From fighters to family men

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Is it still considered bad form to talk politics during a social gathering?

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BAGHDAD — Thoughts have turned to home and family for soldiers in the 2-3 Stryker Brigade Combat Team, one of the first units set to complete extended deployments ordered by Defense Secretary Robert M. Gates to meet demands of the U.S. troop surge.

The conversation in the evening darkness outside the soldiers’ “hooches,” or where they live, is focusing more on wives and children, buying new trucks and that first cold beer.

“I’m looking forward to picking up my daughter from school,” said Sgt. 1st Class Douglas Hale.

Other soldiers are more blunt about the first thing they want when they hit the ground. “Booze,” said one staff sergeant, who quickly retracted that and said he was glad to be able to see his family again.

Some soldiers know they are coming back to Iraq within 15 months after they return home. The dates being mentioned are in 2009 — and that news has forced some to switch jobs to avoid spending another 15 months here.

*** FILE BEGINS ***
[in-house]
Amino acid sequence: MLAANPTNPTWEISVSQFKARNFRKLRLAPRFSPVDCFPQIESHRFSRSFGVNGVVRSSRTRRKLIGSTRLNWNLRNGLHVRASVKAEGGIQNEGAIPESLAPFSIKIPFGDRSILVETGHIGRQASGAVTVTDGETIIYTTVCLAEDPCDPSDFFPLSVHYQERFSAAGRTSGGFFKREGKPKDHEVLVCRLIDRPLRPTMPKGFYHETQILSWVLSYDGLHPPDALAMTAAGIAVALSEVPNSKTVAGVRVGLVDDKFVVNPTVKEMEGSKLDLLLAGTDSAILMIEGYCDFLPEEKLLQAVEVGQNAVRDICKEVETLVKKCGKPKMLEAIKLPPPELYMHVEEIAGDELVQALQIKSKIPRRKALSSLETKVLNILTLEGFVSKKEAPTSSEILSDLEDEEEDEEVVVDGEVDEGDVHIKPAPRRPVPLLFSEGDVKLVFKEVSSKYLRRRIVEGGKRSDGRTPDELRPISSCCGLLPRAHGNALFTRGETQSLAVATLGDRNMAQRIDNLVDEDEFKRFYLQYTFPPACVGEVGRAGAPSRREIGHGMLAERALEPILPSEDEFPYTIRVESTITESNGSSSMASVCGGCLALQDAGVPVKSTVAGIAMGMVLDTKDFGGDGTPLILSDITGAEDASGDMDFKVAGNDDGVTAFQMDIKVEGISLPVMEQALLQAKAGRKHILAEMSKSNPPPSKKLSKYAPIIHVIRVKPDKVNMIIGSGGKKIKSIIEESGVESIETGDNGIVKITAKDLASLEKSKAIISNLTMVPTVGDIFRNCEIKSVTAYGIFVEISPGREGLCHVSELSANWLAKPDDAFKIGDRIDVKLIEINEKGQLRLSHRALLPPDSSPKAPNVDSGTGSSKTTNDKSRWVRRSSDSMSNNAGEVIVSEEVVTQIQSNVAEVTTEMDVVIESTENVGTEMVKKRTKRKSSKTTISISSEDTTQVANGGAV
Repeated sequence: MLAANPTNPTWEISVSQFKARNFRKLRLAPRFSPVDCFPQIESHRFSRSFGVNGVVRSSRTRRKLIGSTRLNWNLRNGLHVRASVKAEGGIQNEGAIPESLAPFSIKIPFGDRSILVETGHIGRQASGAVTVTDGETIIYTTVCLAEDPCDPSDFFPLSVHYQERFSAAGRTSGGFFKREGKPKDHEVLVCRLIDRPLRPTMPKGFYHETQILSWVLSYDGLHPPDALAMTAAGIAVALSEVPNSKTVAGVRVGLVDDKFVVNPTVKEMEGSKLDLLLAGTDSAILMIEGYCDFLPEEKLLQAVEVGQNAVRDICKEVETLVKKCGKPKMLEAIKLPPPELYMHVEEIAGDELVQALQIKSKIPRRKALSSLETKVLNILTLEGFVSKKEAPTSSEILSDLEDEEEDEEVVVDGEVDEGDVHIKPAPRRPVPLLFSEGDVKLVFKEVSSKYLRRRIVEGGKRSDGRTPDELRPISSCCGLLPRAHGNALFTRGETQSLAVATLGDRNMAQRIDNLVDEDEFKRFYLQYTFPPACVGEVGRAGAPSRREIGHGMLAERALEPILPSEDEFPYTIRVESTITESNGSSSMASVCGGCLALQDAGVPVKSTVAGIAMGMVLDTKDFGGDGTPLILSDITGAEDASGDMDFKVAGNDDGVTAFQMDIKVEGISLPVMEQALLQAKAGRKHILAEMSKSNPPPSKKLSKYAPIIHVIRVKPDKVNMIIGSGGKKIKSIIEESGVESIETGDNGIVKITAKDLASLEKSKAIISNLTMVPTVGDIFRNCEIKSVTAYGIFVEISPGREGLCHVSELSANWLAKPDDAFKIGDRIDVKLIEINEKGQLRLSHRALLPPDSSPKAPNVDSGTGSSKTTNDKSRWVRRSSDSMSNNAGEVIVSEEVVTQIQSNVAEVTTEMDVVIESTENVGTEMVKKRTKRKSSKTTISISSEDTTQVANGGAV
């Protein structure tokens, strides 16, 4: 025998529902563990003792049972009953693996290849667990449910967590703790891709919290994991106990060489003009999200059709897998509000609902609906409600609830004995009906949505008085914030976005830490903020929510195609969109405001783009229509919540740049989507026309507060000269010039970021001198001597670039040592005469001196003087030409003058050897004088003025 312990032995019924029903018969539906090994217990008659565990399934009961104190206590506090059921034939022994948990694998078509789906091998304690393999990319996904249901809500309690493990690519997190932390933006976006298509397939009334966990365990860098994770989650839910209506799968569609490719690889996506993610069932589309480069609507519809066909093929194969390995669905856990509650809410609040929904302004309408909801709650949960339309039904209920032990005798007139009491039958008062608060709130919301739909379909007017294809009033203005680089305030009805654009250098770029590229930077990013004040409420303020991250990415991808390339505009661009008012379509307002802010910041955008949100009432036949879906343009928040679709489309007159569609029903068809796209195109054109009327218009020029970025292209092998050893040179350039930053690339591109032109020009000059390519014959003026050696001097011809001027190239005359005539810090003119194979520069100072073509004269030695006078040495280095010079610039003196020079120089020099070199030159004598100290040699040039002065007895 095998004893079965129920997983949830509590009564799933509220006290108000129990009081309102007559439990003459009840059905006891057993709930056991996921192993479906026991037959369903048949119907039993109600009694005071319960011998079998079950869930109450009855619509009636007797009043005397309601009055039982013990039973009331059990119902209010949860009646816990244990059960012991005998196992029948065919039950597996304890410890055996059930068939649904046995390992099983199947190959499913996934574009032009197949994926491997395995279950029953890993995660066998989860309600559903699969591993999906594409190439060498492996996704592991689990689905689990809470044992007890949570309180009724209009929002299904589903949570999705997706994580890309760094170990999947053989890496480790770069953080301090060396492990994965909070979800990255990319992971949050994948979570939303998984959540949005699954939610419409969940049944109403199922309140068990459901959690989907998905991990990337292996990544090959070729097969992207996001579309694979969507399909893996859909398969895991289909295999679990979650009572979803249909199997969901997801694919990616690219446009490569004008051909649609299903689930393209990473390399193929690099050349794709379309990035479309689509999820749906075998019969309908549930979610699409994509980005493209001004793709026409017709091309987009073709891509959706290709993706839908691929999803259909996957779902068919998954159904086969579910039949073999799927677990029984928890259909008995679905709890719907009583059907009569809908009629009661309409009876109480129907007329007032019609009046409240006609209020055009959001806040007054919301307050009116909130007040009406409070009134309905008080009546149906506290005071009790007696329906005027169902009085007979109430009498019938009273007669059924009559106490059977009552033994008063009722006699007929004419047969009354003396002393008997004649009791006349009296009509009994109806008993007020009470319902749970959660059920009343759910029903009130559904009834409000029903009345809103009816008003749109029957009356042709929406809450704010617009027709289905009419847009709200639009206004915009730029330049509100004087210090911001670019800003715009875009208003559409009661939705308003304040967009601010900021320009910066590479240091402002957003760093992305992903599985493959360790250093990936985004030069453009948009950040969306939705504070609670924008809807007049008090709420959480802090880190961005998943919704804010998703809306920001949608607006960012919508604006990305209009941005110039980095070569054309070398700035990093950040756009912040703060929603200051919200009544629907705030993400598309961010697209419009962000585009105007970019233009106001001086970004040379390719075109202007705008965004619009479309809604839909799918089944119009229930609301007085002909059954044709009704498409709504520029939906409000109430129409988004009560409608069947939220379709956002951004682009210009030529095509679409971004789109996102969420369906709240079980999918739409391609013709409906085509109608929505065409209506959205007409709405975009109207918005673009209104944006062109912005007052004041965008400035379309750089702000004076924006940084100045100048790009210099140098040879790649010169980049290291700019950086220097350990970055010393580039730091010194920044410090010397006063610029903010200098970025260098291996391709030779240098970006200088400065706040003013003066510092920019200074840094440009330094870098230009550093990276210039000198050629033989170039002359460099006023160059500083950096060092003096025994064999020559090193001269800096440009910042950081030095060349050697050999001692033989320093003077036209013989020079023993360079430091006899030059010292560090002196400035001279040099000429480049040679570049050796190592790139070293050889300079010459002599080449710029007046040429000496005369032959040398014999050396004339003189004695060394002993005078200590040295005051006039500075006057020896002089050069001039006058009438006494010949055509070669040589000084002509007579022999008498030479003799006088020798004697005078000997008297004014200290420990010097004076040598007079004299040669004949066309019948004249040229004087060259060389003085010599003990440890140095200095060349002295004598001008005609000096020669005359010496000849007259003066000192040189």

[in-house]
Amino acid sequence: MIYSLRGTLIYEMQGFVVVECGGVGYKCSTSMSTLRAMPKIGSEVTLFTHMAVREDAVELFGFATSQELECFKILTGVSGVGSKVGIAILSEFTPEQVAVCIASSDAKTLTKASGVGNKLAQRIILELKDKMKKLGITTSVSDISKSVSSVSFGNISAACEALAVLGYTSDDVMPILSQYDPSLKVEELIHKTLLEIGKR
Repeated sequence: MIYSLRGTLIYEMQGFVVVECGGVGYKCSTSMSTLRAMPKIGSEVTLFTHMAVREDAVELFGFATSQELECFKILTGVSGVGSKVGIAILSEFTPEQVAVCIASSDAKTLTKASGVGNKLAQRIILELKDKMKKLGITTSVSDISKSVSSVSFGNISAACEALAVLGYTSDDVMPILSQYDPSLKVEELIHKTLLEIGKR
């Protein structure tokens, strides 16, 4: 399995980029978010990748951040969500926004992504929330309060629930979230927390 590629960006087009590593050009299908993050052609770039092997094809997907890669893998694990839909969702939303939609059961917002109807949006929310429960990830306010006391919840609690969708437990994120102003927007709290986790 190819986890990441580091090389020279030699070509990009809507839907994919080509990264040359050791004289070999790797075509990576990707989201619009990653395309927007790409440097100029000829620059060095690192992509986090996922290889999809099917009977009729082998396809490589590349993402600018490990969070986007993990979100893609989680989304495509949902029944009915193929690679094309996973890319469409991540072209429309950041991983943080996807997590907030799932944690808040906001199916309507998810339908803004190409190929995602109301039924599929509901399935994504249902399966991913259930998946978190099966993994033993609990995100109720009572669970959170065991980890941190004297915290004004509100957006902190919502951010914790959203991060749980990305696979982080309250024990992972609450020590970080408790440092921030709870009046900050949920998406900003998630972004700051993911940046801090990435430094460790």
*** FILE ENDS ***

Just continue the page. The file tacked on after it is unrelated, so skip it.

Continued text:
Others are ready to return to the fight.

“I feel like it’s my obligation. It’s what I volunteered to do. It’s what I trained to do,” said Lt. Col. Barry Huggins, battalion commander of the 2-3 Stryker Brigade Combat Team out of Fort Lewis, Wash.

While the soldiers have had continued tactical successes on the ground during the six-month surge, the lack of significant visible change on the trash-filled streets of Baghdad and the perceived attitude of the Iraqis has left many discouraged.

There is a level of bitterness among some departing soldiers, many of whom have lost close friends to bombs and sniper fire.

“I hate Iraq,” said one, asking that his comment be kept anonymous.

Privately, many soldiers also think the U.S. war against the “bad guys” here has reached a stalemate because of a lack of political progress, even if the American military presence is the only effective bulwark against even more violence.

Asked in the small on-base coffee shop — which serves ice-cold strawberry smoothies and lattes — whether the war was worth the misery it had caused, one soldier just said:

“No, it’s not worth it.” He also declined to give his name or rank.

Maj. Alfred Williams of the 2-3 Stryker Brigade, who will have completed a total of 27 months in Iraq by the time he leaves for home in September, is philosophical.

“The new strategies in place were slowly gaining traction,” he said, and winning in Iraq “was all about time.”

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